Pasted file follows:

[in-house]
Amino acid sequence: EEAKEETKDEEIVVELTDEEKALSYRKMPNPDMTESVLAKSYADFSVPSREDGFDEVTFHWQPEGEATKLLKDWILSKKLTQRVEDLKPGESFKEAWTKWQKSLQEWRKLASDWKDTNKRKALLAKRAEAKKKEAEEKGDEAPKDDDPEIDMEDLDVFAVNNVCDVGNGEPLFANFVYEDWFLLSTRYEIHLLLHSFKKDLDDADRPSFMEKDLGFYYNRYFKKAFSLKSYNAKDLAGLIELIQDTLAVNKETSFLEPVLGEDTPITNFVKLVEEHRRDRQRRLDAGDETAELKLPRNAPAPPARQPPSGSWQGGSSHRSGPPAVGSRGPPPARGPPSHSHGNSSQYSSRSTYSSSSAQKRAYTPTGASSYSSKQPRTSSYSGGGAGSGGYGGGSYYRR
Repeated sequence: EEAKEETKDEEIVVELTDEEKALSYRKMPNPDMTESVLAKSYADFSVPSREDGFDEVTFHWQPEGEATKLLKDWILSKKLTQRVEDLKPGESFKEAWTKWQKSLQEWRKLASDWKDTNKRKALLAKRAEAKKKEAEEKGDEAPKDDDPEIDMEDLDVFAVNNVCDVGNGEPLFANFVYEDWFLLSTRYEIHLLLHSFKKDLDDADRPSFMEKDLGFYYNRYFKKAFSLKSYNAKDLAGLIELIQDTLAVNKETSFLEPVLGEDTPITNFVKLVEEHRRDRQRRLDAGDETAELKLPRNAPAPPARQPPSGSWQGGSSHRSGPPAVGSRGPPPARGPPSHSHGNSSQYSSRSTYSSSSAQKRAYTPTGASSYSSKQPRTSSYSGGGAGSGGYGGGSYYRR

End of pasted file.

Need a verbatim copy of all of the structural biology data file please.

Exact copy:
[in-house]
Amino acid sequence: EEAKEETKDEEIVVELTDEEKALSYRKMPNPDMTESVLAKSYADFSVPSREDGFDEVTFHWQPEGEATKLLKDWILSKKLTQRVEDLKPGESFKEAWTKWQKSLQEWRKLASDWKDTNKRKALLAKRAEAKKKEAEEKGDEAPKDDDPEIDMEDLDVFAVNNVCDVGNGEPLFANFVYEDWFLLSTRYEIHLLLHSFKKDLDDADRPSFMEKDLGFYYNRYFKKAFSLKSYNAKDLAGLIELIQDTLAVNKETSFLEPVLGEDTPITNFVKLVEEHRRDRQRRLDAGDETAELKLPRNAPAPPARQPPSGSWQGGSSHRSGPPAVGSRGPPPARGPPSHSHGNSSQYSSRSTYSSSSAQKRAYTPTGASSYSSKQPRTSSYSGGGAGSGGYGGGSYYRR
Repeated sequence: EEAKEETKDEEIVVELTDEEKALSYRKMPNPDMTESVLAKSYADFSVPSREDGFDEVTFHWQPEGEATKLLKDWILSKKLTQRVEDLKPGESFKEAWTKWQKSLQEWRKLASDWKDTNKRKALLAKRAEAKKKEAEEKGDEAPKDDDPEIDMEDLDVFAVNNVCDVGNGEPLFANFVYEDWFLLSTRYEIHLLLHSFKKDLDDADRPSFMEKDLGFYYNRYFKKAFSLKSYNAKDLAGLIELIQDTLAVNKETSFLEPVLGEDTPITNFVKLVEEHRRDRQRRLDAGDETAELKLPRNAPAPPARQPPSGSWQGGSSHRSGPPAVGSRGPPPARGPPSHSHGNSSQYSSRSTYSSSSAQKRAYTPTGASSYSSKQPRTSSYSGGGAGSGGYGGGSYYRR